"I think God excused all my misunderstandings and partial understanding and saw the sincerity of my heart and helped me to comprehend what it means to have a personal relationship to Christ."
Holt, who is discipleship pastor at First Baptist, described Suplita's story as "one of the most dramatic conversions I have ever personally witnessed. It is the closest thing to a 'Saul-to-Paul' conversion I have seen in my 25 years of pastoring. The Holy Spirit is obviously the One who drew Rich to Christ."
Holt explained, "I met Rich last spring when we did our first campus outreach at the Free Speech Zone -- The Great Exchange [a theme reflecting how Christ exchanged His righteousness for our sin that we might exchange our sin for His righteousness]. Rich showed up with a homemade sign -– 'Ask an Atheist.' Many people talked to Rich that day. Thankfully, all the conversations were healthy and not argumentative. I was simply one of those who talked to Rich, and I found him to be quite open and receptive.
"After that event, I began meeting with Rich weekly. I saw a very sincere hunger to know truth. He agreed to start reading the Bible, and God's Spirit spoke through His Word.
"On Pentecost Sunday in June, we had a special outdoor service. At that event, [layman] Jerry deBin talked to Rich and challenged him to surrender his life to Christ. Rich did just that! Three weeks later Rich shared his testimony and was baptized.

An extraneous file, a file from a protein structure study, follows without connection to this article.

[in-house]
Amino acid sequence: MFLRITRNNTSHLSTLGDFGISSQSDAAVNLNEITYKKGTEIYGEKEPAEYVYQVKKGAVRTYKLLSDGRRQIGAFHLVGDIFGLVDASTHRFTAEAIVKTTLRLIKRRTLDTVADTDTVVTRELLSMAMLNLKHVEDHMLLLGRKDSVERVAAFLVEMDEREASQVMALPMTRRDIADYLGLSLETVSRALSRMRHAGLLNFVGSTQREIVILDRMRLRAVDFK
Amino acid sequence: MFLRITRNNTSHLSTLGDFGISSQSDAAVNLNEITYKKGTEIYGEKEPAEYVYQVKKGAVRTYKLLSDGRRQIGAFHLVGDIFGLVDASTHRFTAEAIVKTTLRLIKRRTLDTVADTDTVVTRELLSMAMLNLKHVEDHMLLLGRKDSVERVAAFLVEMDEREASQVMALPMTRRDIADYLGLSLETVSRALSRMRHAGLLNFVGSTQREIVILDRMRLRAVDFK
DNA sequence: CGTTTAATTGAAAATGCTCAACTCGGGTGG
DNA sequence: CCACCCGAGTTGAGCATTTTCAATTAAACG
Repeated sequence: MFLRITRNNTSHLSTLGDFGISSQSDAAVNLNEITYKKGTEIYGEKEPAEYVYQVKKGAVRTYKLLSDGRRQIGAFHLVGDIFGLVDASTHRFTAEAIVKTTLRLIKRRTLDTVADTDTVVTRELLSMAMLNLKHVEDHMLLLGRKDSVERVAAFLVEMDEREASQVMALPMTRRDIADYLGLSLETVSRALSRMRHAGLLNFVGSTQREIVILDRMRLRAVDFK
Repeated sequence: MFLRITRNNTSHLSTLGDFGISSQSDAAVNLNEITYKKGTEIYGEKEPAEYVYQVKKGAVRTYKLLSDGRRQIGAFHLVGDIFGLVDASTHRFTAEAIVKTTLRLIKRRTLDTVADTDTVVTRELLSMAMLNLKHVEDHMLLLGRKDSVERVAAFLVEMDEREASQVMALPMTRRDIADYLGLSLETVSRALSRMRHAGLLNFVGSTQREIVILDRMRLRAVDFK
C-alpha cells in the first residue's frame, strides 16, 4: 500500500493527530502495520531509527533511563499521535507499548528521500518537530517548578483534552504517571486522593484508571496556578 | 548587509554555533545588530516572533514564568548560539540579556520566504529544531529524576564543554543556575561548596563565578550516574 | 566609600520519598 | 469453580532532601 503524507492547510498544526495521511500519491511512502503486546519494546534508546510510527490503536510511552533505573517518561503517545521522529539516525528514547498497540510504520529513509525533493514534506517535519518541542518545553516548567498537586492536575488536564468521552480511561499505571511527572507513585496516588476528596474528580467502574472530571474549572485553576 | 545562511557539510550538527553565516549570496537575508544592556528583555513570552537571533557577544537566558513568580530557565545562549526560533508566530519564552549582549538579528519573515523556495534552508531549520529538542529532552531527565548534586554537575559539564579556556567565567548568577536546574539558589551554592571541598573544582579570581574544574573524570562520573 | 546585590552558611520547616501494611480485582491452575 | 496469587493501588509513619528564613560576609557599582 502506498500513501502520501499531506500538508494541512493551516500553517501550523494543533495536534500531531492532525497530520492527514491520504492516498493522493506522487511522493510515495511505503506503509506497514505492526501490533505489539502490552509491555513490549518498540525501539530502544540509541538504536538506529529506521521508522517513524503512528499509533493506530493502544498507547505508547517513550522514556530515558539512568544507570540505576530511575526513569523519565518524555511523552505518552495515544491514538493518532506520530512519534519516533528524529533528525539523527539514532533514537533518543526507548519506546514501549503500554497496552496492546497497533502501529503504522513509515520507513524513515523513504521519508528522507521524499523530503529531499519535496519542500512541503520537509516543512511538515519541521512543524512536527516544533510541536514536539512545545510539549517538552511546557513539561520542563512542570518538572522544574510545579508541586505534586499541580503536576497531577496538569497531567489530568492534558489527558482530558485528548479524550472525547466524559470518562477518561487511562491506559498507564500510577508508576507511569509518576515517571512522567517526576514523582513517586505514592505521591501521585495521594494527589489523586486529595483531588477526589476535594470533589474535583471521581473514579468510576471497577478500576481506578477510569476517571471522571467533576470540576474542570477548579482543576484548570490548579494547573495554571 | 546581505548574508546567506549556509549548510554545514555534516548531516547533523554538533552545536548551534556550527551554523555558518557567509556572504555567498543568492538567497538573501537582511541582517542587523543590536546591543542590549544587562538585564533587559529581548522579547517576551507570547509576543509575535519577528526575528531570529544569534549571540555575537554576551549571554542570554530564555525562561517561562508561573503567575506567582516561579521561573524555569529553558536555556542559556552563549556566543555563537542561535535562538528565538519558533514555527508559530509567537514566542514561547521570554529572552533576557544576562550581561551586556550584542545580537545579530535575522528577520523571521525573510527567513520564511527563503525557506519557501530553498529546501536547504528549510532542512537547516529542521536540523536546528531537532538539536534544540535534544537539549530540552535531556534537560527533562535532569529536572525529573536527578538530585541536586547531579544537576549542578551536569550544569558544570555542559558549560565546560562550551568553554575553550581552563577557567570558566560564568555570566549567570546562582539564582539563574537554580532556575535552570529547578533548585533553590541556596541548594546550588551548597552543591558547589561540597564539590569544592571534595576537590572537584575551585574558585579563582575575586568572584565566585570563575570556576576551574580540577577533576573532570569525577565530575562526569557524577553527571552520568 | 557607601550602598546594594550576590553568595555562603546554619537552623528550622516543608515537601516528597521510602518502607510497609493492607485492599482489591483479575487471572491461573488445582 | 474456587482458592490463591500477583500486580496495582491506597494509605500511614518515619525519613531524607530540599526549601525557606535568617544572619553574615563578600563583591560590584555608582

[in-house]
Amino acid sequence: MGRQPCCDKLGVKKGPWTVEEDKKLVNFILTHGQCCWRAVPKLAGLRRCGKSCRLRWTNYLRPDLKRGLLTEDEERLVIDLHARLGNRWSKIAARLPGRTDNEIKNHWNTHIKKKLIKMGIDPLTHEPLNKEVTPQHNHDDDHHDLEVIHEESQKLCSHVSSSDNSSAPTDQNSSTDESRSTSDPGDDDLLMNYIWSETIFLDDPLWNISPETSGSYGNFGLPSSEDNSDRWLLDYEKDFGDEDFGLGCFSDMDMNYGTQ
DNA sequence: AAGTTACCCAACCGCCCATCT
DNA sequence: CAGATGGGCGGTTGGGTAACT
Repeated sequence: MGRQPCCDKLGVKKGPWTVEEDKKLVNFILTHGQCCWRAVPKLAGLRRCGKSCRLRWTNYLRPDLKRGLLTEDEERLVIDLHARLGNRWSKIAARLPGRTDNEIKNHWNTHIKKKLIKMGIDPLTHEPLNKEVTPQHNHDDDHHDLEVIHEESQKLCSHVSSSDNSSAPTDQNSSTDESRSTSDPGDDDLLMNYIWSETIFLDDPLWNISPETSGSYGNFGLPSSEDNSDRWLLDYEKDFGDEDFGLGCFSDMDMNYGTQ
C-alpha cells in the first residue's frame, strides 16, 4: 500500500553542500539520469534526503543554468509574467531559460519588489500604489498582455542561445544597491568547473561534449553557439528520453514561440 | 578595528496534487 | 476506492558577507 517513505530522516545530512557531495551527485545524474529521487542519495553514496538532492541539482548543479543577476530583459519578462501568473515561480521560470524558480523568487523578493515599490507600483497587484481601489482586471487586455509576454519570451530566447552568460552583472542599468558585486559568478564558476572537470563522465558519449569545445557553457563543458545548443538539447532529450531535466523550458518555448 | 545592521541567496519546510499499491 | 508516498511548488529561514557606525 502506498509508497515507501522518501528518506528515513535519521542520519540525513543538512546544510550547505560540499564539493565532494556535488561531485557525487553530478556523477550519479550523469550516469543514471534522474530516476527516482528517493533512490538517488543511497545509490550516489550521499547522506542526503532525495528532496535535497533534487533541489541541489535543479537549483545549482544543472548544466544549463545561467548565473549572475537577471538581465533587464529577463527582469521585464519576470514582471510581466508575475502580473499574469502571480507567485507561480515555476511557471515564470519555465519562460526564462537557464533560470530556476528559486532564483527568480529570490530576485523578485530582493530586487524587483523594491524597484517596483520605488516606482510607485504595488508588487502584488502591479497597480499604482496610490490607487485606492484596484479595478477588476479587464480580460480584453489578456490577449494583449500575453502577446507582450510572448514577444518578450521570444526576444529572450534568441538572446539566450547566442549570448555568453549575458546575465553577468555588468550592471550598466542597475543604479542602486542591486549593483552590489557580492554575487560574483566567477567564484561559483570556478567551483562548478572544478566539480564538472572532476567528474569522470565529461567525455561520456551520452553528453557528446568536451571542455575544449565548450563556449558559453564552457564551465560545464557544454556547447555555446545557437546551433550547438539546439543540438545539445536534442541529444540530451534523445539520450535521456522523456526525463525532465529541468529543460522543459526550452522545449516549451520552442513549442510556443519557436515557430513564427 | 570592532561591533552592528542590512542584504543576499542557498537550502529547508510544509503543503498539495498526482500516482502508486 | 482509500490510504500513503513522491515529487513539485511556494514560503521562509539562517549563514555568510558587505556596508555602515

"He began his testimony by saying, 'Many of you college students may have taken a class from me and heard me bash your God. I really got into that kind of thing.' From there he told of how he has now given his heart to Christ."
Holt concluded, "In the last few months I have seen Rich grow in his faith. Just today he told me of the hunger he has to know and follow Jesus with all his heart. Pray for Rich as he grows and seeks to influence others through his very strategic position on the campus at UGA."
deBin, a member of First Baptist and vice president of Tifosi Optics, also has become a friend to Suplita. "When Rich came to that outdoor service on Pentecost Sunday he not only heard the Gospel, but he got to see genuine, authentic Christian fellowship and some things he could never see in the academic community," deBin said.
"He got a glimpse of the life he was missing. As I shared my testimony with him, he began to be convicted and started to weep. I told him he could settle the issue that night. He prayed to receive Christ then.
"Rich has become a faithful, committed Christian who is eager to learn. … In fact, he meets with several of us every Thursday morning at Jittery Joe's Coffee for fellowship and accountability.
"God has put him in a hostile environment, but he is proving to be an incredible bright, loving Christian -- touched by Christ to the very core of his being."
This fall, Suplita showed up at First Baptist's Great Exchange outreach church carrying his "Ask an Atheist" sign. This time he used the sign to illustrate his past life, but then set it aside to testify how he had personally experienced a Great Exchange -– whereby God had replaced his secular philosophies with His infallible truth and his sinful life with Christ's forgiving grace and imparted righteousness.
J. Gerald Harris is editor of The Christian Index (www.christianindex.org), newsjournal of the Georgia Baptist Convention.